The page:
The Metro board is considering options to complete the 710 Freeway from Alhambra to Pasadena, although the idea created controversy for decades. The proposal is now awaiting the completion of an environmental report.

Moran joked that Metro was unlikely to be swayed because of Sierra Madre's opposition, but noted that the city - along with others such as Duarte and Azusa - wasn't invited to planning meetings despite being inside the study area.

South Pasadena Mayor and 710 opponent Michael Cacciotti also addressed surface and transit alternatives in his presentation to Sierra Madre, but the council held off on a larger stance.
The only voice of support before the council on Tuesday was Harry Baldwin of the 710 Freeway
 Coalition, who faced telling silence at one point when he admitted he is paid for the role.

The coalition represents several organization and cities supporting the project, such as Alhambra, Monterey Park and San Marino.

The 4.5-mile tunnel project is planned as a public-private partnership, with private funding that would be supported by tolls for non-cargo motorists to drive through the tunnel. Chances are too great that the project could run out of funding before it is completed, or that trucks are eventually allowed to use it, Councilman Chris Koerber said.

"MTA and Caltrans are proposing a 1970s solution to a 2020 situation," he said. "It's crazy."

Sierra Madre Joins Opposition Against 710 Tunnel

 Published: Thursday, October 11th, 2012


By Jim E. Winburn
The Sierra Madre City Council on Tuesday threw its support behind neighboring cities that oppose the tunnel option proposed by the Metropolitan Transportation Authority’s SR 710 study.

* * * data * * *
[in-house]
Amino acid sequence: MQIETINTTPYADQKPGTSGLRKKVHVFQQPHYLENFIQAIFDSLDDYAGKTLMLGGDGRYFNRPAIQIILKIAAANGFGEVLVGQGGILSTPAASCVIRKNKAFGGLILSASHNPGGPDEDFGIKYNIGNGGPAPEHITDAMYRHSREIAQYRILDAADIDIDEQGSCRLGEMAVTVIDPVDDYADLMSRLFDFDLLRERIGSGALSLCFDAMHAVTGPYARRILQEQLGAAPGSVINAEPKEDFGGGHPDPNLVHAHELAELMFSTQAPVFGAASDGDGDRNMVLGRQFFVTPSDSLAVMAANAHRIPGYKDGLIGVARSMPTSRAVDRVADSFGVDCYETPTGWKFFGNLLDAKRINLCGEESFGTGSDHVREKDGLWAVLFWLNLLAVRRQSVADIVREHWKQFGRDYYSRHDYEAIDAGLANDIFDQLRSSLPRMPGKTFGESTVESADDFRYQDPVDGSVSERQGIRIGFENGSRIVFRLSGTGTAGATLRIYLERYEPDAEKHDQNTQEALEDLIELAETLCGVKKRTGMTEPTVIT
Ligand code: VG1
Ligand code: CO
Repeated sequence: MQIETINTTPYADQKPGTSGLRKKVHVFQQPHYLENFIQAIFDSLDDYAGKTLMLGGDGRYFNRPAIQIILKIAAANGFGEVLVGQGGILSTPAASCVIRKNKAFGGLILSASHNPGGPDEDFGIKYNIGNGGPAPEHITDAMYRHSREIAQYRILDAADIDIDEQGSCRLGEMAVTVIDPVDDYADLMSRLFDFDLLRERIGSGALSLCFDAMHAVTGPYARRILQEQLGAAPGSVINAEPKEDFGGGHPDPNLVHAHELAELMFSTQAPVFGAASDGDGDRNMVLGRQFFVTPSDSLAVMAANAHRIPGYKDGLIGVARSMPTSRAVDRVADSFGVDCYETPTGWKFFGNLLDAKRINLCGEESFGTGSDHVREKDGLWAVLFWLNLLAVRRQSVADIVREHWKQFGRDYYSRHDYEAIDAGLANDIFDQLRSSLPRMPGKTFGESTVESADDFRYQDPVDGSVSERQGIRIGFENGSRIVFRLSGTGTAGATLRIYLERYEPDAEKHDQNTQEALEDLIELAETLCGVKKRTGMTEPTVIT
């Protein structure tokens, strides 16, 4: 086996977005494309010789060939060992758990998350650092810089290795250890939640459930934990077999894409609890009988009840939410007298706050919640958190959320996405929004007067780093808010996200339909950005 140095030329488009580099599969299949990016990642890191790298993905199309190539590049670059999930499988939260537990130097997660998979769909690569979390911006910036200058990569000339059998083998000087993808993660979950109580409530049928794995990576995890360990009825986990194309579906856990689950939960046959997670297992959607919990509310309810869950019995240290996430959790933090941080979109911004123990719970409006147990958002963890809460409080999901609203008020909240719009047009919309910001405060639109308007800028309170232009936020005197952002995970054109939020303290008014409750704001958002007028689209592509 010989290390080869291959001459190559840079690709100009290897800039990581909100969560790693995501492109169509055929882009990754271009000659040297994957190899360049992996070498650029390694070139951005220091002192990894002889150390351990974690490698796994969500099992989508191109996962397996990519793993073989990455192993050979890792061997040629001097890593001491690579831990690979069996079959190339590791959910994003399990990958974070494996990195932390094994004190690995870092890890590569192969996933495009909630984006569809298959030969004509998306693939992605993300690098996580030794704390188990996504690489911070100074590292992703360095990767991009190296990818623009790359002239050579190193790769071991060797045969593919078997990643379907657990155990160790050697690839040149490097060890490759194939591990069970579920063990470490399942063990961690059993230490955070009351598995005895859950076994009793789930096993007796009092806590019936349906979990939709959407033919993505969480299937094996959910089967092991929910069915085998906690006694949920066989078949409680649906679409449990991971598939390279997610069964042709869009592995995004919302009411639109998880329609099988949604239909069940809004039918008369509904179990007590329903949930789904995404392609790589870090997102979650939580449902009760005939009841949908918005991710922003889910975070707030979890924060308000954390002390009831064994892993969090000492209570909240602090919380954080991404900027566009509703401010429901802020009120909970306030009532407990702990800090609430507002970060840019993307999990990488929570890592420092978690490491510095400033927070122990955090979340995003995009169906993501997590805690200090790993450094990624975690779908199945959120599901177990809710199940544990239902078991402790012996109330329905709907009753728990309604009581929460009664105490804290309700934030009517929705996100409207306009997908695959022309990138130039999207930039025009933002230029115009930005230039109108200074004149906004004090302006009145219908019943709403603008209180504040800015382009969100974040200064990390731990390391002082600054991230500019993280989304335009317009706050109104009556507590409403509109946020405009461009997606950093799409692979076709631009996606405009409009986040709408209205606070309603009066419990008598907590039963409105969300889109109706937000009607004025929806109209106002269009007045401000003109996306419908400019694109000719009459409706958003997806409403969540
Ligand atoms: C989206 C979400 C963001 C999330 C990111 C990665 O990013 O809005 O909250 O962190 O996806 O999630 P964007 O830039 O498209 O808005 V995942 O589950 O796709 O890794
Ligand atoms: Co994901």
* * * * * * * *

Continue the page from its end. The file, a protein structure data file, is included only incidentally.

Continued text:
“The City Council feels that the tunnel option would be detrimental to our city, and not only to our city but to the area in general,” said Mayor Josh Moran, citing concerns for increased traffic congestion and pollution likely to result with the tunnel alternative.
Approved unanimously by the City Council, Moran directed city staff to draft a simple resolution outlining Sierra Madre’s opposition to MTA and Caltrans’ Environmental Impact Report with the intention of developing a tunnel solution to close the 710-Freeway gap.
The council’s decision was also fueled by the city’s supposed exclusion from MTA’s stakeholder meetings that sought participation from local communities impacted by any of the proposed transportation alternatives.
“To find out that Sierra Madre is in the study area, and that we were not invited until recently in the last couple of weeks to be part of this hearing process, I am extremely agitated that Sierra Madre is getting stuck like that,” said Councilman Chris Koerber.
In response to the study’s alignment with Environmental Protection Agency goals to reduce congestion and air pollution through alternatives to surface roads, Councilman John Harabedian said the idea for a tunnel is a nonstarter for Sierra Madre.